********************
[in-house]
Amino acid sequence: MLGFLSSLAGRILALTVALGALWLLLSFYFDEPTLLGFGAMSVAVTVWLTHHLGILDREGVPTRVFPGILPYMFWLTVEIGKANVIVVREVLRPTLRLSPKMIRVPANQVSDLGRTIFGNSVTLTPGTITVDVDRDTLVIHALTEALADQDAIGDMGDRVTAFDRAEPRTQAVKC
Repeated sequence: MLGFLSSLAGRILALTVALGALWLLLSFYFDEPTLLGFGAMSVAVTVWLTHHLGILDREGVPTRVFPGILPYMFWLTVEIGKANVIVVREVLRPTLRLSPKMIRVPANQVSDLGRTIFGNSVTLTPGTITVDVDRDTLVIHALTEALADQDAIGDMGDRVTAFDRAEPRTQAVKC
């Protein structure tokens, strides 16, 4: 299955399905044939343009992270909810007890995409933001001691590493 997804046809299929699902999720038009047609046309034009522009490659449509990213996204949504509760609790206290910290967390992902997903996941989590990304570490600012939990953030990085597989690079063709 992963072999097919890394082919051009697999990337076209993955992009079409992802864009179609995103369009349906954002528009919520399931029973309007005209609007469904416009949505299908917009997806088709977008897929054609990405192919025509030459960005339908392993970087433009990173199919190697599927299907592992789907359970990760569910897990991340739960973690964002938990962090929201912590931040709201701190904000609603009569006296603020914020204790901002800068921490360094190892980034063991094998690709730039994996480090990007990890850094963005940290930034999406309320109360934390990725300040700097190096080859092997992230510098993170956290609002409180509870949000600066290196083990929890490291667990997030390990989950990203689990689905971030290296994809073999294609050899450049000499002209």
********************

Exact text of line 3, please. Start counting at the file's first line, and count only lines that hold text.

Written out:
Repeated sequence: MLGFLSSLAGRILALTVALGALWLLLSFYFDEPTLLGFGAMSVAVTVWLTHHLGILDREGVPTRVFPGILPYMFWLTVEIGKANVIVVREVLRPTLRLSPKMIRVPANQVSDLGRTIFGNSVTLTPGTITVDVDRDTLVIHALTEALADQDAIGDMGDRVTAFDRAEPRTQAVKC